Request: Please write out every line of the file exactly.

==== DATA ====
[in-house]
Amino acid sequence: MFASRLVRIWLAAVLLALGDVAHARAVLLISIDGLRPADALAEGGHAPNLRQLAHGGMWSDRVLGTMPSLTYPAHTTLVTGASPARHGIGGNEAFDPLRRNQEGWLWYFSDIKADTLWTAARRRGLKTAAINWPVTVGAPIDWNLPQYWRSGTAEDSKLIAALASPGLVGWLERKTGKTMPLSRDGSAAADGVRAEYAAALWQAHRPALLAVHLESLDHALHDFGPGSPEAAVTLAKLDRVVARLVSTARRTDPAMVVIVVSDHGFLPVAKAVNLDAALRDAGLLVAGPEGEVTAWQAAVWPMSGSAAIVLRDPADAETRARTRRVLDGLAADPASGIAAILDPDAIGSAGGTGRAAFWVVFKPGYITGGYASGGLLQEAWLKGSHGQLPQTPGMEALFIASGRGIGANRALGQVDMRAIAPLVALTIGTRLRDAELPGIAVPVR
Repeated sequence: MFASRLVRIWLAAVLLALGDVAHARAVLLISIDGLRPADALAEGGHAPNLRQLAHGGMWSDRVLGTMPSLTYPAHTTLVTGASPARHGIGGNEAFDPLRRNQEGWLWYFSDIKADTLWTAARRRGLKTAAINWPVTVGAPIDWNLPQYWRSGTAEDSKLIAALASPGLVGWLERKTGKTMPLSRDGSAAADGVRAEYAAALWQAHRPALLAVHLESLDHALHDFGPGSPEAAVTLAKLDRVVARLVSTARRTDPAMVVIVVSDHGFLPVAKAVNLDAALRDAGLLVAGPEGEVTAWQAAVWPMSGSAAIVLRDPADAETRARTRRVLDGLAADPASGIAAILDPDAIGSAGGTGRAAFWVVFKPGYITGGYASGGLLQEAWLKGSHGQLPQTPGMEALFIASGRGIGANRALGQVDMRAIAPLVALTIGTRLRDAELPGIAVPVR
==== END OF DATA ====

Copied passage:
[in-house]
Amino acid sequence: MFASRLVRIWLAAVLLALGDVAHARAVLLISIDGLRPADALAEGGHAPNLRQLAHGGMWSDRVLGTMPSLTYPAHTTLVTGASPARHGIGGNEAFDPLRRNQEGWLWYFSDIKADTLWTAARRRGLKTAAINWPVTVGAPIDWNLPQYWRSGTAEDSKLIAALASPGLVGWLERKTGKTMPLSRDGSAAADGVRAEYAAALWQAHRPALLAVHLESLDHALHDFGPGSPEAAVTLAKLDRVVARLVSTARRTDPAMVVIVVSDHGFLPVAKAVNLDAALRDAGLLVAGPEGEVTAWQAAVWPMSGSAAIVLRDPADAETRARTRRVLDGLAADPASGIAAILDPDAIGSAGGTGRAAFWVVFKPGYITGGYASGGLLQEAWLKGSHGQLPQTPGMEALFIASGRGIGANRALGQVDMRAIAPLVALTIGTRLRDAELPGIAVPVR
Repeated sequence: MFASRLVRIWLAAVLLALGDVAHARAVLLISIDGLRPADALAEGGHAPNLRQLAHGGMWSDRVLGTMPSLTYPAHTTLVTGASPARHGIGGNEAFDPLRRNQEGWLWYFSDIKADTLWTAARRRGLKTAAINWPVTVGAPIDWNLPQYWRSGTAEDSKLIAALASPGLVGWLERKTGKTMPLSRDGSAAADGVRAEYAAALWQAHRPALLAVHLESLDHALHDFGPGSPEAAVTLAKLDRVVARLVSTARRTDPAMVVIVVSDHGFLPVAKAVNLDAALRDAGLLVAGPEGEVTAWQAAVWPMSGSAAIVLRDPADAETRARTRRVLDGLAADPASGIAAILDPDAIGSAGGTGRAAFWVVFKPGYITGGYASGGLLQEAWLKGSHGQLPQTPGMEALFIASGRGIGANRALGQVDMRAIAPLVALTIGTRLRDAELPGIAVPVR